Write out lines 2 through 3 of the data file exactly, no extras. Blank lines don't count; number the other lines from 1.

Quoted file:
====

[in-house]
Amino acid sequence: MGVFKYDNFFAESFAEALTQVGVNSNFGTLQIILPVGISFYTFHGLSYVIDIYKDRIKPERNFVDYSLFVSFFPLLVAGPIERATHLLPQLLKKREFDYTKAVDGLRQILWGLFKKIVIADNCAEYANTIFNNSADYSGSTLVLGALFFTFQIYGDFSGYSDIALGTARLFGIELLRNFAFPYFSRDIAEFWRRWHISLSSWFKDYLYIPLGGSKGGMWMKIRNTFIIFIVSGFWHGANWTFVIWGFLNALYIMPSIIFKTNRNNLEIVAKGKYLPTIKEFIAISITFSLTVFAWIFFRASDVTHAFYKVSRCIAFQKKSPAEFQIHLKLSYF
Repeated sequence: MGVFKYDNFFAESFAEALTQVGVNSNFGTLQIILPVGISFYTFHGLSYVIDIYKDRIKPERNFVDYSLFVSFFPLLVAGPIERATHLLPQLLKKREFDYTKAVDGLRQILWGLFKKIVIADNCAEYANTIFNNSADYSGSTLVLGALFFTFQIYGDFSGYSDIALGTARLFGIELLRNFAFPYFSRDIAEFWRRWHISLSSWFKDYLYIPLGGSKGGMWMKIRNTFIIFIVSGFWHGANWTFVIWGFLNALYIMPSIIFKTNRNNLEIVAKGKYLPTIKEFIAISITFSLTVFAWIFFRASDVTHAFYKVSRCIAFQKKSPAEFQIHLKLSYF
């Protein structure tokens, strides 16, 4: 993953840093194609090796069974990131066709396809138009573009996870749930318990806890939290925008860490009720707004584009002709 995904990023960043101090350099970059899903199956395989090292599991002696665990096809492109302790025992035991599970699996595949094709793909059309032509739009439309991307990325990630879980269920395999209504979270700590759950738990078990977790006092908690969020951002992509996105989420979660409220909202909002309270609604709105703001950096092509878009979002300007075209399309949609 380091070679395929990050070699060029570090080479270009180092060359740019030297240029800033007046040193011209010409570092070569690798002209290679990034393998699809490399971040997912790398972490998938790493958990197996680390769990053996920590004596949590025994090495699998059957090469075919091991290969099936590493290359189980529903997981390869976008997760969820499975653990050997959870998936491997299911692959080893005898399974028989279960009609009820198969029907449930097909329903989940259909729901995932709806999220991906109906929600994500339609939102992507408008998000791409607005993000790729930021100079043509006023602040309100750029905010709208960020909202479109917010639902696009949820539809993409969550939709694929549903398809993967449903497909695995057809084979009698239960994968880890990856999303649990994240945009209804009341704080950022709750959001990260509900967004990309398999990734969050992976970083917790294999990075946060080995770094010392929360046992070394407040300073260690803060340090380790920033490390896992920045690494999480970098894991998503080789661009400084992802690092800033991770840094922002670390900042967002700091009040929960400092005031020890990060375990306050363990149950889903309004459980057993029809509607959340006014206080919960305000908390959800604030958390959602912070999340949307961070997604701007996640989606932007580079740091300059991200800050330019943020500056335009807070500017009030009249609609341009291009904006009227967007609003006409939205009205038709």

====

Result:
Amino acid sequence: MGVFKYDNFFAESFAEALTQVGVNSNFGTLQIILPVGISFYTFHGLSYVIDIYKDRIKPERNFVDYSLFVSFFPLLVAGPIERATHLLPQLLKKREFDYTKAVDGLRQILWGLFKKIVIADNCAEYANTIFNNSADYSGSTLVLGALFFTFQIYGDFSGYSDIALGTARLFGIELLRNFAFPYFSRDIAEFWRRWHISLSSWFKDYLYIPLGGSKGGMWMKIRNTFIIFIVSGFWHGANWTFVIWGFLNALYIMPSIIFKTNRNNLEIVAKGKYLPTIKEFIAISITFSLTVFAWIFFRASDVTHAFYKVSRCIAFQKKSPAEFQIHLKLSYF
Repeated sequence: MGVFKYDNFFAESFAEALTQVGVNSNFGTLQIILPVGISFYTFHGLSYVIDIYKDRIKPERNFVDYSLFVSFFPLLVAGPIERATHLLPQLLKKREFDYTKAVDGLRQILWGLFKKIVIADNCAEYANTIFNNSADYSGSTLVLGALFFTFQIYGDFSGYSDIALGTARLFGIELLRNFAFPYFSRDIAEFWRRWHISLSSWFKDYLYIPLGGSKGGMWMKIRNTFIIFIVSGFWHGANWTFVIWGFLNALYIMPSIIFKTNRNNLEIVAKGKYLPTIKEFIAISITFSLTVFAWIFFRASDVTHAFYKVSRCIAFQKKSPAEFQIHLKLSYF